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Home loan approvals rise in July

Prashant Mehra  |  08 Sep 2017Text size  Decrease  Increase  |  

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SYDNEY - [AAP] Home loan approvals have shown a surprise lift in July, but the continuing decline in investor loans has underlined the effectiveness of recently-introduced lending controls.

The number of owner-occupier home loan approvals rose 2.9 per cent, to 56,464, in July, sharply higher than market expectations for an increase of 1.0 per cent.

The value of total housing finance, however, fell 0.9 per cent to $33.03 billion in the month, seasonally adjusted data from the Australian Bureau of Statistics showed.

The decline was led by a 3.9 per cent fall in the value of loans for investment housing to $12.06 billion.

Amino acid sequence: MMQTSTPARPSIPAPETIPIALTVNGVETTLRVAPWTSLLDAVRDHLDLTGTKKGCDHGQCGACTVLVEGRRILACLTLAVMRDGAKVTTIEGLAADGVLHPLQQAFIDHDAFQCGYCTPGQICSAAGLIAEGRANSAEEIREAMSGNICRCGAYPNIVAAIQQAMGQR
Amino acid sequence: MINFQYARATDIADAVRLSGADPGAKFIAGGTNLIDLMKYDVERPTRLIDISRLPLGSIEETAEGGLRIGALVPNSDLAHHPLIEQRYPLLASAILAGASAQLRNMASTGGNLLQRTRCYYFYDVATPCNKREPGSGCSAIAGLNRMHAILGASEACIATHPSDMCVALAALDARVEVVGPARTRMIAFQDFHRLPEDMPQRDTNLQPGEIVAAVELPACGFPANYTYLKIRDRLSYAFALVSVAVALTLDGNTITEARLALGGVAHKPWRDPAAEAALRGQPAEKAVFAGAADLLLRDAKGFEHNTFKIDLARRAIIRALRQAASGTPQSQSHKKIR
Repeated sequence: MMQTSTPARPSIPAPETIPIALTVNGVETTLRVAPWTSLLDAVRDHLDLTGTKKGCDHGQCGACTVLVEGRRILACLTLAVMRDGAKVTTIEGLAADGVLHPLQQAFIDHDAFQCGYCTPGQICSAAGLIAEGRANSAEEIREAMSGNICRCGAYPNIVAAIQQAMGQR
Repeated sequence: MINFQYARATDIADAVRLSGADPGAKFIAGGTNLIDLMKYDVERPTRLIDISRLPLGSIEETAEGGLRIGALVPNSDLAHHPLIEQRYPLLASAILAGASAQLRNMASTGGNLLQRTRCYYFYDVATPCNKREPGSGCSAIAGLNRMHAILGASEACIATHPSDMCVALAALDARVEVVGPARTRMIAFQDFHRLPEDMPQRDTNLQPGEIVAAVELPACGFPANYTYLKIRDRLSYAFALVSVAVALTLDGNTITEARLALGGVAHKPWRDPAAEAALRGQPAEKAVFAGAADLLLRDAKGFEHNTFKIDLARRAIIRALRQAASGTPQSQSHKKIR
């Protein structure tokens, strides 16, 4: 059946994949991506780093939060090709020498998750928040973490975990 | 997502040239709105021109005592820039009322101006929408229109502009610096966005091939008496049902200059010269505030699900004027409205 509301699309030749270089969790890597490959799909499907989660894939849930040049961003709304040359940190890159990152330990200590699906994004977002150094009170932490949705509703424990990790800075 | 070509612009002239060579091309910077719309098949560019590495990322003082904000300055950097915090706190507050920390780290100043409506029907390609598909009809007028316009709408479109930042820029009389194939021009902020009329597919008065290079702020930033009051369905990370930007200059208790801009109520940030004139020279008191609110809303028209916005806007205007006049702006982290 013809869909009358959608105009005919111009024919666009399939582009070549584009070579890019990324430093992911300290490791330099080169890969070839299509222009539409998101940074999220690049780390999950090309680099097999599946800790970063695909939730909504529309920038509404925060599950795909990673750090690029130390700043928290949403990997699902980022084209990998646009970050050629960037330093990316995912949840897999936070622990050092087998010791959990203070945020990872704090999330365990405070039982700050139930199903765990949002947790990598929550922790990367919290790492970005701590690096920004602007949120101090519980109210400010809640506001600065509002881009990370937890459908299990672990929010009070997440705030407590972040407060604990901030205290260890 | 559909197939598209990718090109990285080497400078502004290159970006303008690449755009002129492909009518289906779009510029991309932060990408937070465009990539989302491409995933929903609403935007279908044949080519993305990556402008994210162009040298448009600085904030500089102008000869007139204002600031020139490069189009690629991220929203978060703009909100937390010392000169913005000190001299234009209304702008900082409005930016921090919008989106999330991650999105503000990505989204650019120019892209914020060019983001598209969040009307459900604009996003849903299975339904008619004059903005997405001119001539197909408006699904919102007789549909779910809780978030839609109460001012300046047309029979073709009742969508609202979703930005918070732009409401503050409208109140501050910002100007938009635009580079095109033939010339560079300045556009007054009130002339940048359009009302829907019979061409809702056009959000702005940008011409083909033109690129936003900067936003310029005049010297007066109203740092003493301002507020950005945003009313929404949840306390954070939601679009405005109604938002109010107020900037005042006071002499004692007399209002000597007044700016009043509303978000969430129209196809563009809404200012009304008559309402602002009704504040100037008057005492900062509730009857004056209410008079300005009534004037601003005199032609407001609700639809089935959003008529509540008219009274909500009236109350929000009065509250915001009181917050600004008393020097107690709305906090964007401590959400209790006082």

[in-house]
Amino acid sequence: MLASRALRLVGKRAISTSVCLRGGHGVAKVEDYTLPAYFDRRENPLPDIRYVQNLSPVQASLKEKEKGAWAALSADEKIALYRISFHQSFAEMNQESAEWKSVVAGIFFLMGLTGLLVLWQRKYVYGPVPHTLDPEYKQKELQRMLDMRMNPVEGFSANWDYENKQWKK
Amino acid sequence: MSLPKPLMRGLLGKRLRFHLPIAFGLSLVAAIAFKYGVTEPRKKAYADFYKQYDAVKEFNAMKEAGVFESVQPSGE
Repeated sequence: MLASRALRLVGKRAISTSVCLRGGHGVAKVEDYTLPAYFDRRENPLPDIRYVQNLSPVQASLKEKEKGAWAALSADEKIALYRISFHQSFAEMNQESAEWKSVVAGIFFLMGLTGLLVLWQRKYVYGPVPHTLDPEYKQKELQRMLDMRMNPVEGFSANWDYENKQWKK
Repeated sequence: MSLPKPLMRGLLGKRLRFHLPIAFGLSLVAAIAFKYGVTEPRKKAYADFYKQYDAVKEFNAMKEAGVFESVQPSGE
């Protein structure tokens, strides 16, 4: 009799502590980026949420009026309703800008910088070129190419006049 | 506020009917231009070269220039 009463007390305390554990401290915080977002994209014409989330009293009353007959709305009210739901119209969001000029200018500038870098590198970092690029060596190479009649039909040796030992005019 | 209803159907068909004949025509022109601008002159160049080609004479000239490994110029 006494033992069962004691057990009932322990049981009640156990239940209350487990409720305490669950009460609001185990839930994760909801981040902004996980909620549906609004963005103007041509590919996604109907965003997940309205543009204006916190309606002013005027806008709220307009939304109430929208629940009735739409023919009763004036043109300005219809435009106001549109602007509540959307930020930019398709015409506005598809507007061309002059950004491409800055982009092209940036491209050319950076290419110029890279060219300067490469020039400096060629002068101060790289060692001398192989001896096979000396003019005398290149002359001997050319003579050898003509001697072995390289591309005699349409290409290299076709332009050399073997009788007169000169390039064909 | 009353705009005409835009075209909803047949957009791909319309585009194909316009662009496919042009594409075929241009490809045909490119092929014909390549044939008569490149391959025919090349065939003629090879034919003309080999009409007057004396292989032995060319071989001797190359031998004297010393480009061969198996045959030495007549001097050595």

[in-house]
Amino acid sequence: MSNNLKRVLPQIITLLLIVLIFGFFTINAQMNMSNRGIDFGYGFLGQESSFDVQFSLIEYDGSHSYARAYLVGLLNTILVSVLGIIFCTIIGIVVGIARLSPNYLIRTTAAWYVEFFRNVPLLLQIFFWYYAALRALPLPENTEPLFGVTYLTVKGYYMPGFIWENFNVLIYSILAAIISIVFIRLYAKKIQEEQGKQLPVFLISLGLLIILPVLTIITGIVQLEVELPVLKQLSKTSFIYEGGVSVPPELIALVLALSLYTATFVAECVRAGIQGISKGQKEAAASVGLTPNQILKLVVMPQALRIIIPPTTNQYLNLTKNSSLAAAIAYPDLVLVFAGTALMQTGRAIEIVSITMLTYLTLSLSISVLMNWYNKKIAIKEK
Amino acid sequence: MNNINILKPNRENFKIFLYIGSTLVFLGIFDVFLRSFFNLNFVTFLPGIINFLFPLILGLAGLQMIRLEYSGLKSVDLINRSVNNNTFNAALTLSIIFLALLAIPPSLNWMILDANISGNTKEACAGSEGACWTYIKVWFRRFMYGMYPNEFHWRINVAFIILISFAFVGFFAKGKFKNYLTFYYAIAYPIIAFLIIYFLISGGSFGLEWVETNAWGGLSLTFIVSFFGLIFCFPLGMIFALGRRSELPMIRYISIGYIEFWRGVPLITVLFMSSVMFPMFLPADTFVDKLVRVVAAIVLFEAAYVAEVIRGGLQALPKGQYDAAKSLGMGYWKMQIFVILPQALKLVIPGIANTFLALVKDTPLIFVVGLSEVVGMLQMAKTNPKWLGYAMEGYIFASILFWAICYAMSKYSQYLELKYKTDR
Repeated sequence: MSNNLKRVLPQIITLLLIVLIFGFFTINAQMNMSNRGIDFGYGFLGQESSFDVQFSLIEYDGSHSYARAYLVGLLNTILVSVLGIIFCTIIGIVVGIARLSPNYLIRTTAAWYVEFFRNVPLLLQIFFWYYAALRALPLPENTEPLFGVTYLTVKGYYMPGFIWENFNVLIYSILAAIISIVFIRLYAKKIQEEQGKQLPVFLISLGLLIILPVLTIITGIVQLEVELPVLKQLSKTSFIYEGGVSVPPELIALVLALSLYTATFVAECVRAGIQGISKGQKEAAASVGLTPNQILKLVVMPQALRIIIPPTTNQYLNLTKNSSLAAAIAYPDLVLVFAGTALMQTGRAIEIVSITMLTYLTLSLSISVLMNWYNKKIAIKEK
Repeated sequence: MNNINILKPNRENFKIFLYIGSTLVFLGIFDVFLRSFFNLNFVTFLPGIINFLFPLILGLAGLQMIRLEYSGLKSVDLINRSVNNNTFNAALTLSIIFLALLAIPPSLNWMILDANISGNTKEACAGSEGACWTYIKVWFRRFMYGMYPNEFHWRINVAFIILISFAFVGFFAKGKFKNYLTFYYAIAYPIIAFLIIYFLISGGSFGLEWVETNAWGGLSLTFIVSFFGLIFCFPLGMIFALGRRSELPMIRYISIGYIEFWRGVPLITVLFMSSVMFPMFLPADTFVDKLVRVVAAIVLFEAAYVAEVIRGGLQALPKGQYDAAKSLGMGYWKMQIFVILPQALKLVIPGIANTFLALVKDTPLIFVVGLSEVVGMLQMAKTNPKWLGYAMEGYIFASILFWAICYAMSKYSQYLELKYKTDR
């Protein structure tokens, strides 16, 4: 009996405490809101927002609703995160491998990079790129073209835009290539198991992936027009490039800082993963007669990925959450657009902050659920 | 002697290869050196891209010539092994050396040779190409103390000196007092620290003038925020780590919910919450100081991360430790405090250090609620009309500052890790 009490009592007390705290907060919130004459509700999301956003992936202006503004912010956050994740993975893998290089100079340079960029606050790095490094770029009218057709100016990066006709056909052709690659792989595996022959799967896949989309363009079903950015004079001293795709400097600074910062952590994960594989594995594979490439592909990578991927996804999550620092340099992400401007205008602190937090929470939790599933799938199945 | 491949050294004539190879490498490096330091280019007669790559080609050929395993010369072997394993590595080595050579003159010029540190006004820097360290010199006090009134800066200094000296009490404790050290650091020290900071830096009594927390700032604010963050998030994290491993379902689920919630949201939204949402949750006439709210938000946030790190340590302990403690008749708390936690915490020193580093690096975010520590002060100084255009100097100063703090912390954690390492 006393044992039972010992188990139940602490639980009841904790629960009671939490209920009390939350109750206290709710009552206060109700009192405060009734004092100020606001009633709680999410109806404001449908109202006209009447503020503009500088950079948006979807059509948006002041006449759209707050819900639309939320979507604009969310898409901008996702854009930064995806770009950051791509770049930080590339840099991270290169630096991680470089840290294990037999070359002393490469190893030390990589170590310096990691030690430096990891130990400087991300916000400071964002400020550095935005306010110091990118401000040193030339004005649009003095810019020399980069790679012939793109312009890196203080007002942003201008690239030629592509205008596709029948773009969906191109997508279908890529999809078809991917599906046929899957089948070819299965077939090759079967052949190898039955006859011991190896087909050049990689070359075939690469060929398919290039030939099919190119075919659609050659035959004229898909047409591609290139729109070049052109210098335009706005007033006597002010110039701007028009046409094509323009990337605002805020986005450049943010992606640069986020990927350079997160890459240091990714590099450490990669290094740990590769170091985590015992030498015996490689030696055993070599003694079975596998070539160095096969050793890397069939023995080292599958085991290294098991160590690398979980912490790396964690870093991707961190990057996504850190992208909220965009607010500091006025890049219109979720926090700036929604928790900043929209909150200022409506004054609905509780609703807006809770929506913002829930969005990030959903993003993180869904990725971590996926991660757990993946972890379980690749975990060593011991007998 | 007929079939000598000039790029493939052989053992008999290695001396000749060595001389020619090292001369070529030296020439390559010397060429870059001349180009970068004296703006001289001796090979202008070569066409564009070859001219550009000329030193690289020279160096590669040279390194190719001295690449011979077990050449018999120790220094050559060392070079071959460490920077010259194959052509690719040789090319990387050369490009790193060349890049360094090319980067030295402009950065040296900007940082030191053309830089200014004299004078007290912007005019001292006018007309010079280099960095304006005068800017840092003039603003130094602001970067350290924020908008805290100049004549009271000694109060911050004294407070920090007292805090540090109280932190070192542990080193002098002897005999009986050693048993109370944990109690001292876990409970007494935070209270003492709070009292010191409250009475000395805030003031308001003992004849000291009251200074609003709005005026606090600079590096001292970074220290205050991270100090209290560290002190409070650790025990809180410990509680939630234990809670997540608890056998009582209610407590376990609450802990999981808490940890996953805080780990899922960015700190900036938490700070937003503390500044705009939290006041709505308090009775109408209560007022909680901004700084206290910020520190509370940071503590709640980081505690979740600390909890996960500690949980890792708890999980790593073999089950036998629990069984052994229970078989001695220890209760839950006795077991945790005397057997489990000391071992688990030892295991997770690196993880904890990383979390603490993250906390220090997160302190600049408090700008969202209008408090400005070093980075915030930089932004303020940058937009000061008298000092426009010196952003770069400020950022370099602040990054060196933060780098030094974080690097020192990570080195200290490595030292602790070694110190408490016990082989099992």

Loans approved for owner-occupied housing continued to rise, up 0.9 per cent in July to $20.96 billion.

CBA economist Gareth Aird said the data showed that overall lending conditions in the housing market had cooled in July.

"The most notable feature in the data was the 3.9 per cent fall in lending to investors," he said.

"A clear divergence has opened up between the trends in lending to owner-occupiers and investors."

The Australian Prudential Regulation Authority (APRA) moved to cap interest-only mortgage lending in the last week of March, prompting a round of rate increases from banks that made interest-only and investor loans more expensive in order to comply with the new limits.

JP Morgan economist Henry St John said the decline in investment lending was consistent with the trend seen over the past few months.

"Investor lending values have now declined 11.3 per cent over the last six months, and the annual run rate is now effectively flat," he said.

Owner-occupier lending figures in July were boosted by stamp duty reductions and exemptions for first-time home buyers that were introduced in Victoria and NSW from July 1.

"At this point, it is difficult to discern a clear trend in owner-occupier lending activity, but this category should be less affected than any other by prudential tightening, and has also not been cyclically important," Mr St John said.

 

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